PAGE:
Grocery giant Kroger reports quarterly earnings this morning. Analysts will be listening for updates about its latest method of expansion: opening in new markets without opening new stores. Kroger started up grocery delivery in Florida earlier this year, powered by refrigerated warehouses, robots and drivers.
The delivery-only strategy is a gamble for grocers.
Florida is an untapped market for Kroger. But lots of residents know the brand because they moved there from somewhere else. Residents like Jen Moore of Tampa, who knows Kroger from living in Texas and Georgia.
“I’ve shopped there for years,” she said.
Now Moore gets Kroger deliveries about twice a week, buying fresh produce for herself and her pet rabbit, J-Hop.
“I’ll usually give her three leaves off the lettuce head. And then a little handful of cilantro,” she said.
Moore found that a head of lettuce delivered from Kroger was $1 cheaper than other places, so she was willing to pay the delivery fee.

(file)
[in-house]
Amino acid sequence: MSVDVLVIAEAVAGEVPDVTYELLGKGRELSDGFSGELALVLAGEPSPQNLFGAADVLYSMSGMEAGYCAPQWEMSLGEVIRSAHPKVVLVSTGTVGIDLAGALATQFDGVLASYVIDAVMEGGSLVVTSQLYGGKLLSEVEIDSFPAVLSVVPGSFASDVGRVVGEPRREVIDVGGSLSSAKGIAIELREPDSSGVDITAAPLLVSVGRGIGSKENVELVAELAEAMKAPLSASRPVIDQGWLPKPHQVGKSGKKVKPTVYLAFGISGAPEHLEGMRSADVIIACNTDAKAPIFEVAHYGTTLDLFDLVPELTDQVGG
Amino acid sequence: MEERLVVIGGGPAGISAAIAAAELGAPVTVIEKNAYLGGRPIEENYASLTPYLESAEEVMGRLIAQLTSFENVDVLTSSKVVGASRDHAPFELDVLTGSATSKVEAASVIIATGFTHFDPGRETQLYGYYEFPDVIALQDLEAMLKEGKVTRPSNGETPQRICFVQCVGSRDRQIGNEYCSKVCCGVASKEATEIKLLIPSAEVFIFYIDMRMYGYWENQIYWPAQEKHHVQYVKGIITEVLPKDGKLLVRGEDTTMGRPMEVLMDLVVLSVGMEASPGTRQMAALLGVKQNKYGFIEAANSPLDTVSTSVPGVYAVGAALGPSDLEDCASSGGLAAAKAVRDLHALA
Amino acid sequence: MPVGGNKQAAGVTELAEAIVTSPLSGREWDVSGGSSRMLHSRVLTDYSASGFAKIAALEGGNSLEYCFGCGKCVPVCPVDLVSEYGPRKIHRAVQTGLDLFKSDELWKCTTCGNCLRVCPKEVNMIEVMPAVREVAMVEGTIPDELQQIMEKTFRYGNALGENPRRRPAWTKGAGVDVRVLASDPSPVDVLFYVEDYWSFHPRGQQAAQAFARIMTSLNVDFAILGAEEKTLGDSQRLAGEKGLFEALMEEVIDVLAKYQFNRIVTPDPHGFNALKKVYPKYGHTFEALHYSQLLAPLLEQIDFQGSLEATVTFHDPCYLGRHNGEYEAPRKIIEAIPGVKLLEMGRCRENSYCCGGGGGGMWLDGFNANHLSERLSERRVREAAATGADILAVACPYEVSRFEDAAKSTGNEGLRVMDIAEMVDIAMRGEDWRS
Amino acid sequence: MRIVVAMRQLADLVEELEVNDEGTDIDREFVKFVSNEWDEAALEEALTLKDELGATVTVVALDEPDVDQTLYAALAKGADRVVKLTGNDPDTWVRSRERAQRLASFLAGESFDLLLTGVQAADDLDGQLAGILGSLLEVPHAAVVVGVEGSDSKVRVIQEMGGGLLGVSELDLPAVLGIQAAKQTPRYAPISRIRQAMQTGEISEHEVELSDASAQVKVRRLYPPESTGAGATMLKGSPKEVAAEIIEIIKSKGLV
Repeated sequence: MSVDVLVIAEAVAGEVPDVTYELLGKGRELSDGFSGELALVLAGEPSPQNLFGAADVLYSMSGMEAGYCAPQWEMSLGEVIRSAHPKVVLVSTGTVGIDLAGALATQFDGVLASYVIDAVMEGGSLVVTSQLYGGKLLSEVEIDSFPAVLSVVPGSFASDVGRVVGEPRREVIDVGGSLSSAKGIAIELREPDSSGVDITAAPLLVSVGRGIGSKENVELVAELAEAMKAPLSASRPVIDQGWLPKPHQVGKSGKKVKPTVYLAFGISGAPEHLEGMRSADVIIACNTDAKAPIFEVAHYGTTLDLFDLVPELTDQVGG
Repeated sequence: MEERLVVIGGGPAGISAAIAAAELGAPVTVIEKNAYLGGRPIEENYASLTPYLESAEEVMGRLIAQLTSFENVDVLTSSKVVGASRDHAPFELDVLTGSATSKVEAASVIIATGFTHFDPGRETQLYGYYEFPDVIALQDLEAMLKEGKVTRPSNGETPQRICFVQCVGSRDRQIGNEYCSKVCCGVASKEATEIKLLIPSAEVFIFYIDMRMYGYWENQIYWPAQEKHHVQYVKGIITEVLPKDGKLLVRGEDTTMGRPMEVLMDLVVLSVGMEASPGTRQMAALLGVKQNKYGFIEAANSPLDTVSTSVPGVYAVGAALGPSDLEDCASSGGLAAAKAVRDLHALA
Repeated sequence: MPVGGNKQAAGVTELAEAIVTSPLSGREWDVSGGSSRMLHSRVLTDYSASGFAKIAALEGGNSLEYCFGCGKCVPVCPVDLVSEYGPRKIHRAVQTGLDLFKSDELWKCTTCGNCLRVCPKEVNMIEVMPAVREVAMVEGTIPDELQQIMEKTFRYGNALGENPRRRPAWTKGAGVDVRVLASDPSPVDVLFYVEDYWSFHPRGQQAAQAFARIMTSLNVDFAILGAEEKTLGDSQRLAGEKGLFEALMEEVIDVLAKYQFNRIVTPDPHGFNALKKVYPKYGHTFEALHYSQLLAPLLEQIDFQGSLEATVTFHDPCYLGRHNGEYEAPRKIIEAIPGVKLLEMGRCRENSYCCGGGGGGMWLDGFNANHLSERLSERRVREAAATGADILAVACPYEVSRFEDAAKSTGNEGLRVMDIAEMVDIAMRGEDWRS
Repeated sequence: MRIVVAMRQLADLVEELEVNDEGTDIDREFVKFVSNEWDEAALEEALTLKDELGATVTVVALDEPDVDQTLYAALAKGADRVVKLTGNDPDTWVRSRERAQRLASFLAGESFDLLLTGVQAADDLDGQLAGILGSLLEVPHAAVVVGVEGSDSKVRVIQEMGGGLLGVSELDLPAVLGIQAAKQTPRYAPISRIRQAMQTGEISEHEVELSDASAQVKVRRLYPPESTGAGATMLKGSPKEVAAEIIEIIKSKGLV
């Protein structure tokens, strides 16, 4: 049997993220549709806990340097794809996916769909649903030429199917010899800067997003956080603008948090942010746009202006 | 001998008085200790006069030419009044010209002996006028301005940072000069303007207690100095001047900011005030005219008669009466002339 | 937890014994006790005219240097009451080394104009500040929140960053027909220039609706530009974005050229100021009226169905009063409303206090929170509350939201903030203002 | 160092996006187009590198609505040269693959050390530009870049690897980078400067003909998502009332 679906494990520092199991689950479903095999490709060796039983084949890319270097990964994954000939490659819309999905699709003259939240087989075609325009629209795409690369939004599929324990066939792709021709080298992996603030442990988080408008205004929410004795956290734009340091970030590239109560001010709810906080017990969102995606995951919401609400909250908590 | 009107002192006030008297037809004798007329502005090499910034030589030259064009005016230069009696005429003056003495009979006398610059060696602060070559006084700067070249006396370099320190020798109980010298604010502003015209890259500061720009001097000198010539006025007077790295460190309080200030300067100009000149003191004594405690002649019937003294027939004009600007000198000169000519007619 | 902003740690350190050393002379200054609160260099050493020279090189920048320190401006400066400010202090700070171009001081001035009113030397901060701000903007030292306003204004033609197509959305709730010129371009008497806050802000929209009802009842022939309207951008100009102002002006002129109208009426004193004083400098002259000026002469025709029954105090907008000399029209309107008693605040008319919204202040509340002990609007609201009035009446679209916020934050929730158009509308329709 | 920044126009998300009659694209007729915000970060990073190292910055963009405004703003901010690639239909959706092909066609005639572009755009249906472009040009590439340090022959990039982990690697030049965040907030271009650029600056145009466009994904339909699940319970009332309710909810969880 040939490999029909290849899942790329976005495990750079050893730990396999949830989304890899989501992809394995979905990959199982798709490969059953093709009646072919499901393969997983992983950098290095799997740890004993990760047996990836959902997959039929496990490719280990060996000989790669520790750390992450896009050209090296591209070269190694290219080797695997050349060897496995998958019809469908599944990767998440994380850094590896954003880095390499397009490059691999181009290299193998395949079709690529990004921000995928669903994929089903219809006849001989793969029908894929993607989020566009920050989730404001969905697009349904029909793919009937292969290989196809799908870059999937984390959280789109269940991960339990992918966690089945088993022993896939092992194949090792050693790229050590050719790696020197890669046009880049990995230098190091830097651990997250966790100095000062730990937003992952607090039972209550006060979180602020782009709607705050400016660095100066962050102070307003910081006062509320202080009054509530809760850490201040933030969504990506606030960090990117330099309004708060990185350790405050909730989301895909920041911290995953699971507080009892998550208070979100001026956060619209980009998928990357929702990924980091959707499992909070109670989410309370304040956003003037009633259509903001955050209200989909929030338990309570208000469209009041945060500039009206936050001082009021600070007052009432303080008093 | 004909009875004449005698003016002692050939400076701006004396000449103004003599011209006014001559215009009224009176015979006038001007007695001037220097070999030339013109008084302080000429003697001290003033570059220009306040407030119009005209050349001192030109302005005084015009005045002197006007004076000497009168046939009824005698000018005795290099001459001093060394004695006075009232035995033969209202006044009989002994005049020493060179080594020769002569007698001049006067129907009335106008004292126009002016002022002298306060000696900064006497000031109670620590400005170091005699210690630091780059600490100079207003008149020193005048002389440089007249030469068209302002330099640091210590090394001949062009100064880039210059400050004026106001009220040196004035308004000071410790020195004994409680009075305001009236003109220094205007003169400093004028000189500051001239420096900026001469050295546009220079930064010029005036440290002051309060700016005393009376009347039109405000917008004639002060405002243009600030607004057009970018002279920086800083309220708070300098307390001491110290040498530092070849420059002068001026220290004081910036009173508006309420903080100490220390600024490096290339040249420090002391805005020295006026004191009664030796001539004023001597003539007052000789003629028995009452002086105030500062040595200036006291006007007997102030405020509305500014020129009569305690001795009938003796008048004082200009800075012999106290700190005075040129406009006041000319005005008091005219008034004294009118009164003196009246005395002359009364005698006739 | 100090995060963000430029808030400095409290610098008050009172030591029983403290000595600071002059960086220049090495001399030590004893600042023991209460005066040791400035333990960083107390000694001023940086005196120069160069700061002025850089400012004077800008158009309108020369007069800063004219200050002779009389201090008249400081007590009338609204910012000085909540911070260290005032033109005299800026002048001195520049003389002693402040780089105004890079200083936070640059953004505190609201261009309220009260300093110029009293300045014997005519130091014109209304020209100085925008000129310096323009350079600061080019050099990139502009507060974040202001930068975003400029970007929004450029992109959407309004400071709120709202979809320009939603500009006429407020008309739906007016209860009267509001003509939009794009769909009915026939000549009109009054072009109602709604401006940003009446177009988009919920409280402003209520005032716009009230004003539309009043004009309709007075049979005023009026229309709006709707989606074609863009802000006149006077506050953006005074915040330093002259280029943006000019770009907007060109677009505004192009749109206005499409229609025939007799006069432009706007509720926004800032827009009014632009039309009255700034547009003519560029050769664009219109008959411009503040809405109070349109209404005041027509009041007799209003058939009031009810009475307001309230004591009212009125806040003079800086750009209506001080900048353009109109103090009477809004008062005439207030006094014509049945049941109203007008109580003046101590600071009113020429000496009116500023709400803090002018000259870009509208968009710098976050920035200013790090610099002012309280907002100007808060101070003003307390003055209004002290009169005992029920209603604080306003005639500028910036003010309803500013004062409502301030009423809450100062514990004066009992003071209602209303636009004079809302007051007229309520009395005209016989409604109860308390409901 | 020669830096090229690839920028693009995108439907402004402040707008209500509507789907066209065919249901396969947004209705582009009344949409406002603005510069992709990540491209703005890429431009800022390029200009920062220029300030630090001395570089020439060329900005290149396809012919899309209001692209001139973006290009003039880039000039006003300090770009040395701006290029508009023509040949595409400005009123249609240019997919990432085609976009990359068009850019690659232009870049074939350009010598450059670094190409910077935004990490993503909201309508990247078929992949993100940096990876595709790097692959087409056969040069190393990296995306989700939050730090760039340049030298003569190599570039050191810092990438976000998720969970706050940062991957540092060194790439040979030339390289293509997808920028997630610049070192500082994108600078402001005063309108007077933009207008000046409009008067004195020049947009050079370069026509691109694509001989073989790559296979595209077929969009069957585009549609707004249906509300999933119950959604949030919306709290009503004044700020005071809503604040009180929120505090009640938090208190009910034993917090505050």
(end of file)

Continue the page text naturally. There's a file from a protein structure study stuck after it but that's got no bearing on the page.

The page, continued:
“I’ve noticed enough of those types of savings that I’m like, “This is definitely worth it,'” she said.
That’s one happy customer in Florida, but Kroger’s new venture needs a lot more.
“Kroger is entering a really, really competitive category,” said Sucharita Kodali, an analyst with Forrester. She said that on one hand, Kroger could save a lot.
“They don’t have a physical store infrastructure that is hindering them or holding back their profitability,” she said. On the other hand, delivery is expensive: refrigeration, gas, drivers.
“They may have ice cream in their orders, or … raw chicken,” she said. “You just can’t go deliver it at three in the afternoon or 2 a.m., when it may suit you as a carrier.”
And in Florida, there’s a lot of loyalty to grocers that are not Kroger. Like Publix.
“Yeah, I love Publix,” said Samantha Ampel, who shops at Publix in Georgia. “It’s bright, it’s friendly. I have always been able to find everything.”
It’s that kind of Publix brand loyalty that Kroger is up against, said David Livingston at DJL Research. He said if customers are into grocery delivery, there’s Instacart and Walmart already in Florida.
“I just don’t see Kroger having any kind of compelling advantage over any other retailers,” he said, adding that it’s still not a bad strategy to elbow into a new market without the high upfront costs of stores.